On the whole, I found this new take on 'Cosmos' extremely underwhelming, disappointing even. While Sagan's original series had a great deal of substance and searching, probing historical insight, Tyson's if anything is the opposite: a lot of style but less substance. Most of the screen time is dominated by either overblown CGI sequences and sweeping, but banal orchestral music (in contrastOn the whole, I found this new take on 'Cosmos' extremely underwhelming, disappointing even. While Sagan's original series had a great deal of substance and searching, probing historical insight, Tyson's if anything is the opposite: a lot of style but less substance. Most of the screen time is dominated by either overblown CGI sequences and sweeping, but banal orchestral music (in contrast to the very interesting and alien-sounding electronica of the original, and its use of classic orchestral pieces which were very awe-inspiring), or some very underwhelming animated sequences of historical dramas (apparently done by the animator of 'Family Guy,' no kidding!) which fall far short of the historical realism and subtlety conveyed by the period dramas of the original series.
The show did present, to be sure, some interesting and more updated theories of cosmology, most importantly 3 dimensional maps of the sun's gravitational pull and the 'rogue planets,' which are quite fascinating. But it was presented in no more depth than as mere snippets between CGI sequences, more in the manner of sound bites than anything more substantial. A great deal more insight could easily be garnered from a half hour perusal of a cosmology magazine or introduction to astrophysics book. While the presentation of the science may be educational for an elementary school audience, I think even secondary school children would eventually become bored by its lack of depth and substance, let alone learned adults.
Unfortunately, the explorations of history and social relations are even worse. Unlike Sagan, who presented a deeply nuanced and sophisticated elucidation of history, Tyson's is decidedly one-dimensional; it seems to merely recapitulate the hackneyed, bourgeois "great man" theory of history. There also seems to be an overwhelming focus on *men* without even the barest of nods to the patriarchal suppression of women's discoveries and insights across history (at least there was no mention of this in episode 1, whereas Sagan discussed figures like Hypatia). He even has the bombast to declare that at the time of Bruno "no one else" on earth believed that the earth circled the sun, a clearly preposterous statement that Sagan would never have made--in fact, as Sagan illustrated in his original series, the theory was decidedly old hat by the time of the Renaissance, having its historical roots in Presocratic Greece! One wonders, given such awful lapses of judgement, if Tyson had even watched the original series of his mentor.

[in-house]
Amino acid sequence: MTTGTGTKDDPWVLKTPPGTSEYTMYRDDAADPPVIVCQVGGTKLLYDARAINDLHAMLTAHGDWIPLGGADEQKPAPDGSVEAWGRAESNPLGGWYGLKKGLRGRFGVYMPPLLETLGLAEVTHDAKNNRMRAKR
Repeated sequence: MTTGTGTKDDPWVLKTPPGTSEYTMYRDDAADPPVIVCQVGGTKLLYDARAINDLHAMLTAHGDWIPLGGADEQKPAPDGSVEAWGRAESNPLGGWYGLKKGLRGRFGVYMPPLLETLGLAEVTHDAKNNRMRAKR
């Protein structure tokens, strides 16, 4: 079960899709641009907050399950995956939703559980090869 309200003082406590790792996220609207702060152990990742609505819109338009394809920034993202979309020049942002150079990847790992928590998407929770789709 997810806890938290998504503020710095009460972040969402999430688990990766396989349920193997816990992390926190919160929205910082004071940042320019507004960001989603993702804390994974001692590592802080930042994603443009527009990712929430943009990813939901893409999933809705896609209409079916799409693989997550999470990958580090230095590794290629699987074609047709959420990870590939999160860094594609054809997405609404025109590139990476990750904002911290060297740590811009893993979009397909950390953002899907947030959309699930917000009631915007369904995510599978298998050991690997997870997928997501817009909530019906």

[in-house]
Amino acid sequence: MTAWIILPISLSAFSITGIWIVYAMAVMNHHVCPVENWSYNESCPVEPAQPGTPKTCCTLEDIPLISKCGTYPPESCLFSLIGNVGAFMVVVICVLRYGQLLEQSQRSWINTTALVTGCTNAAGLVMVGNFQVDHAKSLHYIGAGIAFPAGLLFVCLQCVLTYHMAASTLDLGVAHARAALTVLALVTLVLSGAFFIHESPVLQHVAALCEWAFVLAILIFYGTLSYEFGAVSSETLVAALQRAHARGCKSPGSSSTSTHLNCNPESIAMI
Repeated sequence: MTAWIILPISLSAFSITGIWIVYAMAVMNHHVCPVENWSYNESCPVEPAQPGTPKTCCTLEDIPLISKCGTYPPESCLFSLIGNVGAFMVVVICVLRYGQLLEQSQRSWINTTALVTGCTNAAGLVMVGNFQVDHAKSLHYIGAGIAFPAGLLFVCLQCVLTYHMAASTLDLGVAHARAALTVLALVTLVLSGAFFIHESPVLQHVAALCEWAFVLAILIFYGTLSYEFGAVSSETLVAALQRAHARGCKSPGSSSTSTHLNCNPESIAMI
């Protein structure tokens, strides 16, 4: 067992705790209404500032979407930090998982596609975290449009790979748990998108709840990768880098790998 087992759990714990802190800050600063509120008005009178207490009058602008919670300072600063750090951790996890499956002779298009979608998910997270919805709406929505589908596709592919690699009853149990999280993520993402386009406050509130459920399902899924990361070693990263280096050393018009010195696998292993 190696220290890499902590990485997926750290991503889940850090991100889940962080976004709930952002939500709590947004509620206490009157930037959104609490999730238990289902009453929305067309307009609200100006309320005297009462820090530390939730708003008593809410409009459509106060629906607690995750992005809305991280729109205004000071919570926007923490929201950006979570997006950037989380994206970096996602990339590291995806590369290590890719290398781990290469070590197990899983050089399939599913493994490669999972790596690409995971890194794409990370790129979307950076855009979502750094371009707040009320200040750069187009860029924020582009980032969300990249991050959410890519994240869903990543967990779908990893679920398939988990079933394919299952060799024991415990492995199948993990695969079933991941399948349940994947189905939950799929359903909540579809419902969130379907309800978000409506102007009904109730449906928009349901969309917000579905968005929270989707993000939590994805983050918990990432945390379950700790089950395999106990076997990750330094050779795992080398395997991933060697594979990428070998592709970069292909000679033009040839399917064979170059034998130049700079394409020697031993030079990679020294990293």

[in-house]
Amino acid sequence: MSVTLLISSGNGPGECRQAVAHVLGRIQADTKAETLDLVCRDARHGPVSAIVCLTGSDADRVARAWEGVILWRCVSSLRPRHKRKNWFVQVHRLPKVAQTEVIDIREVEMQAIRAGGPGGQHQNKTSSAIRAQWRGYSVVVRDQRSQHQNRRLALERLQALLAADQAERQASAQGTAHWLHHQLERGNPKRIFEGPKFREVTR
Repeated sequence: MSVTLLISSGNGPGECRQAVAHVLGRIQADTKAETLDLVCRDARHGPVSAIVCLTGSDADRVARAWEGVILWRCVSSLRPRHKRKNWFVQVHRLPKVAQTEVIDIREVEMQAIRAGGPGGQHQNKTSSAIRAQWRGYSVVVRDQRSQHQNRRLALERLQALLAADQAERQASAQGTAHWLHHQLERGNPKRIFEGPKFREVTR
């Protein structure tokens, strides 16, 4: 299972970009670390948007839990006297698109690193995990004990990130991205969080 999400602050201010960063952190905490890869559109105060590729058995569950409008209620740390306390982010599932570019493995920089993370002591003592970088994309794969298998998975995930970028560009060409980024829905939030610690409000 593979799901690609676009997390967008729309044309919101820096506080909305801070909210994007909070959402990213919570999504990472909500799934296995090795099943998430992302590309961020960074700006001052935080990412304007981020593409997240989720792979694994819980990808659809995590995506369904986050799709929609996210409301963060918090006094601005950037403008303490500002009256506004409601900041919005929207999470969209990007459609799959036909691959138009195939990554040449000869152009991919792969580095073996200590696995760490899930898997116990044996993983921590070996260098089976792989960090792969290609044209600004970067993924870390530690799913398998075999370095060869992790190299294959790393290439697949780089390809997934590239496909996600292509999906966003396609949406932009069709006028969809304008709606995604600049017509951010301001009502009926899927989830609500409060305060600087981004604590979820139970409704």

The animation sequences are Disney-like, which as some reviewers have noted are very jarring, and extremely unfitting as an attempt to convey history in terms of its depth and nuances. Even the animation style is too simplistic; while something as stylistically complex as, for example, Studio Ghibli's anime may have worked more effectively to evoke the imagination, the animation style employed here comes across as woefully inadequate.
At least insofar as the first episode was concerned, the originality of the documentary seems highly questionable. Aside from simply re-presenting some of Sagan's original concepts (specifically the spaceship of the imagination and the cosmic calendar), I'm finding it difficult to identify anything that was genuinely new or innovative, or shed any substantive light on the most recent findings of cosmology/astrophysics.
In the end, there is far less actual social and historical context to flesh out the episode than with Sagan's first episode; a telling indication of this is the fact that while much time is spent providing CGI scenes, much less than the original series is spent qualifying the images with analysis.
Even more appallingly, the presentation of Bruno's religious persecution is extremely doctrinaire. I am no defender of the Christian papacy, but the history of the Christian religion is far more complex and contradictory than merely the church persecuting believers in 'science.' In fact, many of the Renaissance scientists, and radical social movements within Christianity (Cromwell's factions, the Diggers, John Ball and his followers, to name but a few), were not only deeply opposed to the papacy but, as Ernst Bloch has shown, advanced extremely libertory, libertine, and "heretical" interpretations of the Bible which are simply not reducible to the current anglo-American context of religious fundamentalists versus liberal atheists. The blatant reductionism of presenting Christianity as a whole as nothing more than the evil of the papacy is just one example among many of the ham-fisted, Hollywood-esque approach to history that I fear is but a foreshadow of what is to come later in the series.
In conclusion, I find little basis upon which to recommend this so-called 'reboot' of the series, and found little of interest in the first episode that would encourage me to watch the rest. It had much promise, a promise which only added to my disappointment.… Expand